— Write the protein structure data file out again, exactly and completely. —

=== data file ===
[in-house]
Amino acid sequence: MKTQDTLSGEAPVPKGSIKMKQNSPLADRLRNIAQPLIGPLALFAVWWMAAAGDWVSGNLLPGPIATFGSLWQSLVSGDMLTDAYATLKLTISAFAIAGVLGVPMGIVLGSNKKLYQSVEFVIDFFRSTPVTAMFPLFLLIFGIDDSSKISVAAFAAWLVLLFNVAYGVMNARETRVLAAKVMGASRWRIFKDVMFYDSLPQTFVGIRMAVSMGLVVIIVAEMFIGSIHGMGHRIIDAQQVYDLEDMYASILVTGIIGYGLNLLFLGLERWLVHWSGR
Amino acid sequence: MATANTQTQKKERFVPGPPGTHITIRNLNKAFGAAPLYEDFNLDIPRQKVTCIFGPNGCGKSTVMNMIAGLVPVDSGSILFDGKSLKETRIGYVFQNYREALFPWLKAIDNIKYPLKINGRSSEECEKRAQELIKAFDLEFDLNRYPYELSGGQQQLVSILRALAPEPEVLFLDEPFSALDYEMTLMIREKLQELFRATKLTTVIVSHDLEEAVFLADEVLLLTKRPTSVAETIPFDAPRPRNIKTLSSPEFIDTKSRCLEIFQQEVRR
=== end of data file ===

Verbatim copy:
[in-house]
Amino acid sequence: MKTQDTLSGEAPVPKGSIKMKQNSPLADRLRNIAQPLIGPLALFAVWWMAAAGDWVSGNLLPGPIATFGSLWQSLVSGDMLTDAYATLKLTISAFAIAGVLGVPMGIVLGSNKKLYQSVEFVIDFFRSTPVTAMFPLFLLIFGIDDSSKISVAAFAAWLVLLFNVAYGVMNARETRVLAAKVMGASRWRIFKDVMFYDSLPQTFVGIRMAVSMGLVVIIVAEMFIGSIHGMGHRIIDAQQVYDLEDMYASILVTGIIGYGLNLLFLGLERWLVHWSGR
Amino acid sequence: MATANTQTQKKERFVPGPPGTHITIRNLNKAFGAAPLYEDFNLDIPRQKVTCIFGPNGCGKSTVMNMIAGLVPVDSGSILFDGKSLKETRIGYVFQNYREALFPWLKAIDNIKYPLKINGRSSEECEKRAQELIKAFDLEFDLNRYPYELSGGQQQLVSILRALAPEPEVLFLDEPFSALDYEMTLMIREKLQELFRATKLTTVIVSHDLEEAVFLADEVLLLTKRPTSVAETIPFDAPRPRNIKTLSSPEFIDTKSRCLEIFQQEVRR